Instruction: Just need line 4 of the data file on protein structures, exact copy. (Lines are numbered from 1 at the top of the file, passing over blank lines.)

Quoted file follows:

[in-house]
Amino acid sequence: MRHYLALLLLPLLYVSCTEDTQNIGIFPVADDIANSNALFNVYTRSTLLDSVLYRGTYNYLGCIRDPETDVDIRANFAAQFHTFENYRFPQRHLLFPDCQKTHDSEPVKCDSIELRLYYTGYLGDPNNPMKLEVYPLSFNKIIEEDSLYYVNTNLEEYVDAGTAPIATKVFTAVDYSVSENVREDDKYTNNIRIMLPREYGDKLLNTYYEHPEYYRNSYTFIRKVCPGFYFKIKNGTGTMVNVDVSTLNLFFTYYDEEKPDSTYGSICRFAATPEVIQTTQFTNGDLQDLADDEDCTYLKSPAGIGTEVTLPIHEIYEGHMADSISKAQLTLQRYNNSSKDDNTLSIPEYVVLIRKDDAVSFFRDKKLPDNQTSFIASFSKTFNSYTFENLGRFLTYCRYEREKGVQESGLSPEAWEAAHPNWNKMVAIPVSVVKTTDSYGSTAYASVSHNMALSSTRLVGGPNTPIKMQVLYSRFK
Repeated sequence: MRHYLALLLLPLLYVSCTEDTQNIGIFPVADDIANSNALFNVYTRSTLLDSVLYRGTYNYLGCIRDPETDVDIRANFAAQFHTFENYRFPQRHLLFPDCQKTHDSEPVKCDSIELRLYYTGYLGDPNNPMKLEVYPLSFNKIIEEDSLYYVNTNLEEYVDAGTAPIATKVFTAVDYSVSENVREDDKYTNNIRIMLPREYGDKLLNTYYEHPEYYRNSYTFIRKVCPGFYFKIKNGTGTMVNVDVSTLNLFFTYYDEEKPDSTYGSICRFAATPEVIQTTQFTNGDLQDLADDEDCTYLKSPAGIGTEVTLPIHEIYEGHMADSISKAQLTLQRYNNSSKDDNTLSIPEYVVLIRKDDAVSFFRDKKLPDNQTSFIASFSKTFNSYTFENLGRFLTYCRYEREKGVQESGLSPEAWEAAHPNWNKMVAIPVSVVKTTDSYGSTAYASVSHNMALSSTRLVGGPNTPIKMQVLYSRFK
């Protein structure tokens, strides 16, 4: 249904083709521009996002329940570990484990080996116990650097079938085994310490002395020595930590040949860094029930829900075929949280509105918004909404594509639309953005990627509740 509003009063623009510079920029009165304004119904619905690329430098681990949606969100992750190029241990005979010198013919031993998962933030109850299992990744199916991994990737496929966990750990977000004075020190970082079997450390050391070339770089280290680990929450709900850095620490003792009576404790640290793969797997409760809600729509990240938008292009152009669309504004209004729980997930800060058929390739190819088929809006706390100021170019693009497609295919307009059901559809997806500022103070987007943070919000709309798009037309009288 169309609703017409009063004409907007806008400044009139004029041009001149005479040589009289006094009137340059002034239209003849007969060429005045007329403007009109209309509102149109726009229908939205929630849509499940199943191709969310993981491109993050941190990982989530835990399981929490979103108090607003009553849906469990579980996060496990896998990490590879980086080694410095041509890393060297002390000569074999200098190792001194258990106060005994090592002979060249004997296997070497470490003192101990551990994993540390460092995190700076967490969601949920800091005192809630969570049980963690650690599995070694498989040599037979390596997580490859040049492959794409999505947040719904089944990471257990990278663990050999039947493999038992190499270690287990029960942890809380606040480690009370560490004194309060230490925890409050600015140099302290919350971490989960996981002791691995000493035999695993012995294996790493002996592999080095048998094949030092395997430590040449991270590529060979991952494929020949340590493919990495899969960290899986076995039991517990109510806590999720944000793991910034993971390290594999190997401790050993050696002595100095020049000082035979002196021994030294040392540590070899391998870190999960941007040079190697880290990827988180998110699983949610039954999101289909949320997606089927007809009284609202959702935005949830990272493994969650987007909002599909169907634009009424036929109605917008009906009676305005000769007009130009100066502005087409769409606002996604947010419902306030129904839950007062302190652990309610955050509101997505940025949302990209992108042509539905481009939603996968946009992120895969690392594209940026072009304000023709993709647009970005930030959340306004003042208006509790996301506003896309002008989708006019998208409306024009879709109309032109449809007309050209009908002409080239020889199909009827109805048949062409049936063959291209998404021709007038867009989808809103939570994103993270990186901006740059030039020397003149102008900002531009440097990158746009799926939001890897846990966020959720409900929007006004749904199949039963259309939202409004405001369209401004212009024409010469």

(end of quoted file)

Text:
């Protein structure tokens, strides 16, 4: 249904083709521009996002329940570990484990080996116990650097079938085994310490002395020595930590040949860094029930829900075929949280509105918004909404594509639309953005990627509740 509003009063623009510079920029009165304004119904619905690329430098681990949606969100992750190029241990005979010198013919031993998962933030109850299992990744199916991994990737496929966990750990977000004075020190970082079997450390050391070339770089280290680990929450709900850095620490003792009576404790640290793969797997409760809600729509990240938008292009152009669309504004209004729980997930800060058929390739190819088929809006706390100021170019693009497609295919307009059901559809997806500022103070987007943070919000709309798009037309009288 169309609703017409009063004409907007806008400044009139004029041009001149005479040589009289006094009137340059002034239209003849007969060429005045007329403007009109209309509102149109726009229908939205929630849509499940199943191709969310993981491109993050941190990982989530835990399981929490979103108090607003009553849906469990579980996060496990896998990490590879980086080694410095041509890393060297002390000569074999200098190792001194258990106060005994090592002979060249004997296997070497470490003192101990551990994993540390460092995190700076967490969601949920800091005192809630969570049980963690650690599995070694498989040599037979390596997580490859040049492959794409999505947040719904089944990471257990990278663990050999039947493999038992190499270690287990029960942890809380606040480690009370560490004194309060230490925890409050600015140099302290919350971490989960996981002791691995000493035999695993012995294996790493002996592999080095048998094949030092395997430590040449991270590529060979991952494929020949340590493919990495899969960290899986076995039991517990109510806590999720944000793991910034993971390290594999190997401790050993050696002595100095020049000082035979002196021994030294040392540590070899391998870190999960941007040079190697880290990827988180998110699983949610039954999101289909949320997606089927007809009284609202959702935005949830990272493994969650987007909002599909169907634009009424036929109605917008009906009676305005000769007009130009100066502005087409769409606002996604947010419902306030129904839950007062302190652990309610955050509101997505940025949302990209992108042509539905481009939603996968946009992120895969690392594209940026072009304000023709993709647009970005930030959340306004003042208006509790996301506003896309002008989708006019998208409306024009879709109309032109449809007309050209009908002409080239020889199909009827109805048949062409049936063959291209998404021709007038867009989808809103939570994103993270990186901006740059030039020397003149102008900002531009440097990158746009799926939001890897846990966020959720409900929007006004749904199949039963259309939202409004405001369209401004212009024409010469």